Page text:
The first website banner ad ran on October 27, 1994, when Wired magazine launched its first website. It asked users an important question: “Have you ever clicked your mouse right HERE?” Online advertising quickly exploded, as banner ads revolutionized advertising by allowing brands to actually track how many times an ad was seen and show true user engagement.
Even with these exciting innovations, there certainly were challenges in the early days of buying online media, including:
- Publishers had to negotiate rates with each individual website and developing contracts every time a new budget was added.
- Marketers had to use average site audience as a proxy for whether a brand reached its target audience. This may sound fine in theory, but creates a lot of wasted media dollars in practice.
- Agencies and clients entrusted publishers to optimize their campaigns with very little visibility into actions taken on brands’ websites.
But no more! Programmatic buying — the automated bidding on advertising inventory in real time using data and algorithms — allows media buyers to efficiently identify and target users who are more likely to love their brand, be interested in its message, and purchase its stuff. Using signals like geographic location, demographic information, browsing behavior, purchases made, and shows watched on streaming services, it’s easier than ever to serve the right message to the right user in real time.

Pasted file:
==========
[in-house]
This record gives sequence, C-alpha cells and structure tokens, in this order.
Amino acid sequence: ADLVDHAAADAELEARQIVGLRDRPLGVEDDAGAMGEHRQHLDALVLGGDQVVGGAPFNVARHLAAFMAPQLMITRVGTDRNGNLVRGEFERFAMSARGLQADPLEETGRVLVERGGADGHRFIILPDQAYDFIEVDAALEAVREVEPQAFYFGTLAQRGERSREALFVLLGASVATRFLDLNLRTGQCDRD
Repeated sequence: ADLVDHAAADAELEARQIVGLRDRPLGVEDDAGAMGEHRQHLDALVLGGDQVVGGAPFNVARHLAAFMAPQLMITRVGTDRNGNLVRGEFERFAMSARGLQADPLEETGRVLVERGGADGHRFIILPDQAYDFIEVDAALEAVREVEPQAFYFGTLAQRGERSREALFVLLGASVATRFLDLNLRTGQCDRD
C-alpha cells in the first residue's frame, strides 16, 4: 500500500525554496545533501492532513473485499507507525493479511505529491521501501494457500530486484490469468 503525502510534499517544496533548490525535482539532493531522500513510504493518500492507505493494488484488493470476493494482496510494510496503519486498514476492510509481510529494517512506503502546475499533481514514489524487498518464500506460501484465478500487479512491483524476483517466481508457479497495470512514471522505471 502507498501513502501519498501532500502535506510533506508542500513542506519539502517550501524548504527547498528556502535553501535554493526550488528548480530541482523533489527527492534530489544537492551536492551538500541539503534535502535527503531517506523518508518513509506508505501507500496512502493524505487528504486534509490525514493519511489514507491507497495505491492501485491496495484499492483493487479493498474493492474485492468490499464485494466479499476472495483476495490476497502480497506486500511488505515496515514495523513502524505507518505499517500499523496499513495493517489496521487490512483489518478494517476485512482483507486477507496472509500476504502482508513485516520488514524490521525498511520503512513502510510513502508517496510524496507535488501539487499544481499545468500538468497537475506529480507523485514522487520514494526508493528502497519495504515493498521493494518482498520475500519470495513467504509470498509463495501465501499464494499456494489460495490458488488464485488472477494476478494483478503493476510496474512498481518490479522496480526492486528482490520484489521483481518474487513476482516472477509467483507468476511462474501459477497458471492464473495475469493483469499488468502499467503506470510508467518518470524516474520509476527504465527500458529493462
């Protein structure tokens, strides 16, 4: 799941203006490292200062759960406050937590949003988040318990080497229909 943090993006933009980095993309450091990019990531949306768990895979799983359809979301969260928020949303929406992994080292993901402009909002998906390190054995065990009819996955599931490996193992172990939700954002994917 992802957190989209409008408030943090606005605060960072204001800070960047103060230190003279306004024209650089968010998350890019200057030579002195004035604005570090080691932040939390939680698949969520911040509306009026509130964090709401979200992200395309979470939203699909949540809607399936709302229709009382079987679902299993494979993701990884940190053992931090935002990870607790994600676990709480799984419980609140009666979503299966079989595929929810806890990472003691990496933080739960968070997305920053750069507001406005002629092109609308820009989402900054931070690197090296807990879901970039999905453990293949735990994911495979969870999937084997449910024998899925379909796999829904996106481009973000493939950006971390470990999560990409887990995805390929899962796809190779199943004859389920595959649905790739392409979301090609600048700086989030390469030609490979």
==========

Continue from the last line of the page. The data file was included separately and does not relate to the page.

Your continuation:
Popular Methods of Programmatic Targeting
Programmatic buying allows marketers to use data to segment and target users based on their behavior. There are five major targeting types, which can be used separately, or combined to create a more complete audience picture.
Remarketing: Generally the best-known type of online targeting, remarketing allows brands to reach users who have previously visited their site. You may recognize some brands “following” you around the internet with the same ad — that’s remarketing. While poorly managed remarketing can become annoying, good remarketing works. According to the conversion rate optimization consultancy Invesp, website visitors who are retargeted are 70% more likely to convert than those that are not.
Audience: Audience targeting, also called demographic targeting, is reaching users based on their demographic information. This includes identifiers like income, education level, relationship status, and hundreds of other specific attributes.
Behavioral: This is generally used to reach users based on actions they’ve taken online, but can sometimes include offline behavior as well. Behavioral targeting allows advertisers to segment based on things like specific websites or types of websites visited, searches made, and purchase history. In a campaign for the Amanda Foundation, a nonprofit emergency animal rescue, this was used to reach users with an adoptable cat or dog that fit their lifestyle. For example, a user identified as athletic or outdoorsy would be served an ad for Mandy, an energetic and active pup with the phrase, “I love a good run, just like you.” Contrast that with the message for someone identified as a single reader: “I love curling up with a good book, just like you.”